The Fiscal Cliff redux

So the news lately is all fiscal cliff, every day, all day.  It’s become my favorite reality TV show.  The President has presented ‘his plan,’ one apparently so noxious to Republicans that Mitch McConnell (Senate minority leader, aka Foghorn Leghorn), apparently laughed when he heard the details.  The Republicans presented theirs, a plan equally unpalatable to Dems.  But neither plan is, you know, a plan. No real details, no real specifics. Neither side wants to talk specifics, or give any hint where compromise might become possible, because doing so would constitute ‘blinking.’  It’s a huge game of chicken–both cars are bombing down the freeway towards each other, and if you flinch, you lose.  And of course both sides are spinning like tops. The Republicans are ‘willing to consider revenues’ as long as it doesn’t involve a tax hike, while the President insists on ‘a balanced approach,’ meaning raising taxes.

The underlying assumption on both sides seems to be that there’s a natural, normal highest marginal rate for the federal income tax, a sort of Platonic ideal rate that would optimize revenues without harming economic expansion.  Democratic rhetoric presumes that that marginal rate is 39 percent.  The Bush tax cuts, reducing that highest marginal rate to 35 percent, is always presented in terms that suggest that it’s somehow illegitimate, temporary, a moment of inebriated insanity best forgotten, like the late unpleasantness with Uncle Ed and the barmaid.  Meanwhile, Republicans have insisted for years that the Bush tax rates need to be made ‘permanent’, that somehow 39 percent constitutes ‘class warfare,’ constructing President Obama as a latter-day Robespierre, shipping CEOs to the guillotine by the tumbril-full.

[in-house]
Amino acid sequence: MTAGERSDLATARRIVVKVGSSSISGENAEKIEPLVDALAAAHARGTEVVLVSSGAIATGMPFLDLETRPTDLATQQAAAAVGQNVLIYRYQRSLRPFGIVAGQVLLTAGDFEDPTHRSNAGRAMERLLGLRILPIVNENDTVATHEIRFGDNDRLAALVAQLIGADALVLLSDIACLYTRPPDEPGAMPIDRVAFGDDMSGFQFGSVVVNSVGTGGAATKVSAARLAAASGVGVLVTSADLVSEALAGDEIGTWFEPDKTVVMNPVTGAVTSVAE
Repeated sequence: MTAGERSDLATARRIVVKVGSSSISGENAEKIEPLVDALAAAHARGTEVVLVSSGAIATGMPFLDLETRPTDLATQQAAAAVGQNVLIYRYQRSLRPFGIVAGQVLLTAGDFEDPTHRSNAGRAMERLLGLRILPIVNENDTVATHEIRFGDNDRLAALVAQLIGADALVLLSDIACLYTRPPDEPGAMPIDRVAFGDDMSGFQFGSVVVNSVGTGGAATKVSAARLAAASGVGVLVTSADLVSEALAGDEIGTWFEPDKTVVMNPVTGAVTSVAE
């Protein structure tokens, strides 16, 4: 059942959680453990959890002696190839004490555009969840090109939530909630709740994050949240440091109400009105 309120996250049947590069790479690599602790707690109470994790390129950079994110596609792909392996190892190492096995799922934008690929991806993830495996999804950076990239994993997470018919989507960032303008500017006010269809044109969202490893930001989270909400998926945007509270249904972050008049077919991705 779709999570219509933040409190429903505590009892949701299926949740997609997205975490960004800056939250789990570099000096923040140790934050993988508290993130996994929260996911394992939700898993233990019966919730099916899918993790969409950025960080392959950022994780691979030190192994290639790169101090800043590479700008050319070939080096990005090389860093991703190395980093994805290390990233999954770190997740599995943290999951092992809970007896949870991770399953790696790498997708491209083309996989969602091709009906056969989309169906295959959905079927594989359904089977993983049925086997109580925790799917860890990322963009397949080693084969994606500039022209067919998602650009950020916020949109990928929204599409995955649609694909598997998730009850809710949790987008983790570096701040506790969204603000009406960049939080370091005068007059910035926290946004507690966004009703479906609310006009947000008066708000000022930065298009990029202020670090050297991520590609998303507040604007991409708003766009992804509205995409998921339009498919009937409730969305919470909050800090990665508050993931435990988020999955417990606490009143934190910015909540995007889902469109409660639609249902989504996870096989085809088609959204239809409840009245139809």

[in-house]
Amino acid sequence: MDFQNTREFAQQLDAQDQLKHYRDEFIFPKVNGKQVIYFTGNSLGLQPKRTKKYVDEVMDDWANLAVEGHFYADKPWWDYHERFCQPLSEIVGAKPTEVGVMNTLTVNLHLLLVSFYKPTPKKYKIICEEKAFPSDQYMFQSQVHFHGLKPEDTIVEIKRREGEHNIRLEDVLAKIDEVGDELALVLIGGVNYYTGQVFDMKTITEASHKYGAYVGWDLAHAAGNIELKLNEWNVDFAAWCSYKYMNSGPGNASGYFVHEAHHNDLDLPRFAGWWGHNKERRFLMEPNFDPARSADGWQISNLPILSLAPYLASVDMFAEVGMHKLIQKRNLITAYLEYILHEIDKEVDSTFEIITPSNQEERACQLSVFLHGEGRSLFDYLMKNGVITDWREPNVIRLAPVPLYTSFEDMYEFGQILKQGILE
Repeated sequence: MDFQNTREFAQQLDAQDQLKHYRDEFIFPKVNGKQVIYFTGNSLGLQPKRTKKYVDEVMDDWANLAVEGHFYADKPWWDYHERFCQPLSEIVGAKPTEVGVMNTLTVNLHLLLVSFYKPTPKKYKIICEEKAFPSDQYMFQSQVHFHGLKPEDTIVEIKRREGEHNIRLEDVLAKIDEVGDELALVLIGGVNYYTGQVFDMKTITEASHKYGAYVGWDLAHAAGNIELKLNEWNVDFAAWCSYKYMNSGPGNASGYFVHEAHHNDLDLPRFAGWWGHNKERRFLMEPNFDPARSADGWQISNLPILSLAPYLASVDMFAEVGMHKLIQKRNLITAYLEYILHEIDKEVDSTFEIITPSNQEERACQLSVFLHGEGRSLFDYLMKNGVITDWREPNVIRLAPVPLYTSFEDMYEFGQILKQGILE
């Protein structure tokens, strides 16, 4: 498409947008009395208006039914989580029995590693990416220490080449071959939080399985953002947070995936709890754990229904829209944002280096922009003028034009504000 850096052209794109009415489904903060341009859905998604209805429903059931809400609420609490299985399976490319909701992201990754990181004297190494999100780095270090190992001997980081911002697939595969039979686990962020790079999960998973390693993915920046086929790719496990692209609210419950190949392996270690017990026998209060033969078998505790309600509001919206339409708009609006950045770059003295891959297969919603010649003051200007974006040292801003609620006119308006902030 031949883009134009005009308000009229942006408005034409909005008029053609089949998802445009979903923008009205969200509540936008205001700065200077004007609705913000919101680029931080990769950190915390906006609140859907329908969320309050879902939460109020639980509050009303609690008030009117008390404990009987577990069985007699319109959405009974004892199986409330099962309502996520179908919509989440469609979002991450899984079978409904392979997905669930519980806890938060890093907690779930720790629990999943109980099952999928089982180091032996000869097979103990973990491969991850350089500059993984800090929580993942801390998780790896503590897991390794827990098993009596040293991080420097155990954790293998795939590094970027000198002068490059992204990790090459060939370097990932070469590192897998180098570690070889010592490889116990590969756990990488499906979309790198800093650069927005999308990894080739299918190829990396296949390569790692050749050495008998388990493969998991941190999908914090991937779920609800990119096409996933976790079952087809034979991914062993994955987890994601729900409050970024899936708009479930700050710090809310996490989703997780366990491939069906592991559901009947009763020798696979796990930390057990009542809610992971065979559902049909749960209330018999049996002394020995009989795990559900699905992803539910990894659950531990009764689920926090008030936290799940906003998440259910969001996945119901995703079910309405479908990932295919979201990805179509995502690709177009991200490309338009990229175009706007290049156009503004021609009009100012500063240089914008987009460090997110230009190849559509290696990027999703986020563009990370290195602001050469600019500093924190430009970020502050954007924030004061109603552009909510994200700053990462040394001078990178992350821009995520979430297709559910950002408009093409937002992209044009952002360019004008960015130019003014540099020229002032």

Never mind that the highest marginal rate has historically been a good deal higher than 39 percent; 91 percent during the Presidency of that wild-eyed Marxist radical, Dwight David Eisenhower.  And the economy did just fine back then.

A name oft invoked in these negotiations is that of Grover Norquist, a lobbyist and anti-tax advocate who goes around talking Congresspeople into signing a pledge that they will never vote for a tax increase.  Norquist (Russell Crowe, in the movie), is a single-issue zealot known for his monkishly abstemious lifestyle, his complete willingness to agree to any interview, however hostile, to promote his views, and for his pro-Palestianian views on foreign policy (his wife is, in fact, Palestinian).  A lot of commentary revolves around Norquist–has he lost his influence?

He does need to lose this one, though.  Really he does.  The Republican opposition to the tax hike is ridiculous.

As is, frankly, the fiscal cliff itself.  It’s not a real thing. January 1st isn’t some kind of constitutional milepost.  The last time Republicans and Democrats negotiated budgetary priorities, they couldn’t agree on anything except procrastination; a super-committee would come up with a compromise, and if it failed, dire consequences, equally obnoxious to both parties, would kick in.  Predictably, it failed–this is Congress we’re talking about– and that’s where we are.

The idea is to reduce the deficit and begin paying down the debt, which has, according to the rhetoric on both sides, become a Major Emergency.  Except it isn’t.  Right now the deficit isn’t actually hurting our economy at all.  There’s no correlation between unemployment and the deficit, for example.  Unemployment is a problem–too many people are out of work, too many young folks graduate from college competing for too few good jobs.  That’s a problem.  But it’s not caused by deficit spending.  We’re in a liquidity trap.  More government spending–even deficit spending–is the standard, non-controversial Keynesian solution.